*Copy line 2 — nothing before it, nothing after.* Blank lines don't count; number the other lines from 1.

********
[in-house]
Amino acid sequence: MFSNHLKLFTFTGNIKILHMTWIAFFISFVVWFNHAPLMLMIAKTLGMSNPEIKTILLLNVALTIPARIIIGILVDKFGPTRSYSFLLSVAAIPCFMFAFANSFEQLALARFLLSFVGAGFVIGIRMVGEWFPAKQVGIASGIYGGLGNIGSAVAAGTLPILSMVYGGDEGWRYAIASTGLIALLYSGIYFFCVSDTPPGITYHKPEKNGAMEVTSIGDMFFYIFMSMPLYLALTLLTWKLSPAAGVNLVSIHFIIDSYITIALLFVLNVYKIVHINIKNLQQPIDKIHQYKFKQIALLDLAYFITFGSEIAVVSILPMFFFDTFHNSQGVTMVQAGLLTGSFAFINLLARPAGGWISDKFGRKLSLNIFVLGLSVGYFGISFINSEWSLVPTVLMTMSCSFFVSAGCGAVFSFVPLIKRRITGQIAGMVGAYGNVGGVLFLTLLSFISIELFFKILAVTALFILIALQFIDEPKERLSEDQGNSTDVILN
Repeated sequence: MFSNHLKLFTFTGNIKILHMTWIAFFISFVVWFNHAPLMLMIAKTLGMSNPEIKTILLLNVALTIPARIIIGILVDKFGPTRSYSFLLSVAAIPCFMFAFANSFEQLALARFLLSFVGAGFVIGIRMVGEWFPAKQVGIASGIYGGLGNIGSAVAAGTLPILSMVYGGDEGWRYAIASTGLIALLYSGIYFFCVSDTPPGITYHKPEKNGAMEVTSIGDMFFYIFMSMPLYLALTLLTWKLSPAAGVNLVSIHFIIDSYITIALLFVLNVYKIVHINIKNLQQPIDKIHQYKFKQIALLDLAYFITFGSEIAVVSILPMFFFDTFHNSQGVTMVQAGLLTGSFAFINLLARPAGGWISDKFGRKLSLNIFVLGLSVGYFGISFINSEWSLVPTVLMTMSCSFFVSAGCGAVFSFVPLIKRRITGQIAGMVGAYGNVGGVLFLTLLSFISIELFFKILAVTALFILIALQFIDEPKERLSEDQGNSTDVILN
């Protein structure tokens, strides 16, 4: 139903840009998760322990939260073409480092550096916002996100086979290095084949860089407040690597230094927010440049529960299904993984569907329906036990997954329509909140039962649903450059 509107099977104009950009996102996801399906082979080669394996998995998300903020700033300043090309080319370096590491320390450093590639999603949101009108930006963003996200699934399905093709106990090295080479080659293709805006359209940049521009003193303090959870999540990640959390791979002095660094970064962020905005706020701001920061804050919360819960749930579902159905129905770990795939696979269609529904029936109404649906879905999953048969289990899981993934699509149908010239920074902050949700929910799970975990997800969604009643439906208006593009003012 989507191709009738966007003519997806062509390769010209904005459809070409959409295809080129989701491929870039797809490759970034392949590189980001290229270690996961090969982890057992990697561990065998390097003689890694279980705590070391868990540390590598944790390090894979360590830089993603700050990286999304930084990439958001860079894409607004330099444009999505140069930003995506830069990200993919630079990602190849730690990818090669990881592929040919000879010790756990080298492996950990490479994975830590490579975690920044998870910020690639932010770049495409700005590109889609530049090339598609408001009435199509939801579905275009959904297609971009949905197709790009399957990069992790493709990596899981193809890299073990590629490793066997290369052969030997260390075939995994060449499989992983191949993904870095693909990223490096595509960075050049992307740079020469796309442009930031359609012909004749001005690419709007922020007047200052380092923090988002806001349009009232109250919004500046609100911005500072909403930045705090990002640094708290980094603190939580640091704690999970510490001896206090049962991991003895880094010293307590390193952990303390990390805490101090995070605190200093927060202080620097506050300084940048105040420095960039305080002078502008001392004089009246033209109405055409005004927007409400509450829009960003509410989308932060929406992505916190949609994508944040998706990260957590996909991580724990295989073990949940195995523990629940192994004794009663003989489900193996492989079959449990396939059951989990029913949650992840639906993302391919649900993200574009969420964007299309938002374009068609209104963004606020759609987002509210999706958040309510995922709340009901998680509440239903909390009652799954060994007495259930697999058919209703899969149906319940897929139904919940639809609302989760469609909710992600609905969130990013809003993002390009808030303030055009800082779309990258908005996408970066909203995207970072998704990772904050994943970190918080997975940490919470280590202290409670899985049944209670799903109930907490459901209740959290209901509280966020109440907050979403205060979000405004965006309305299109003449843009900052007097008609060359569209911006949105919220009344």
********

Amino acid sequence: MFSNHLKLFTFTGNIKILHMTWIAFFISFVVWFNHAPLMLMIAKTLGMSNPEIKTILLLNVALTIPARIIIGILVDKFGPTRSYSFLLSVAAIPCFMFAFANSFEQLALARFLLSFVGAGFVIGIRMVGEWFPAKQVGIASGIYGGLGNIGSAVAAGTLPILSMVYGGDEGWRYAIASTGLIALLYSGIYFFCVSDTPPGITYHKPEKNGAMEVTSIGDMFFYIFMSMPLYLALTLLTWKLSPAAGVNLVSIHFIIDSYITIALLFVLNVYKIVHINIKNLQQPIDKIHQYKFKQIALLDLAYFITFGSEIAVVSILPMFFFDTFHNSQGVTMVQAGLLTGSFAFINLLARPAGGWISDKFGRKLSLNIFVLGLSVGYFGISFINSEWSLVPTVLMTMSCSFFVSAGCGAVFSFVPLIKRRITGQIAGMVGAYGNVGGVLFLTLLSFISIELFFKILAVTALFILIALQFIDEPKERLSEDQGNSTDVILN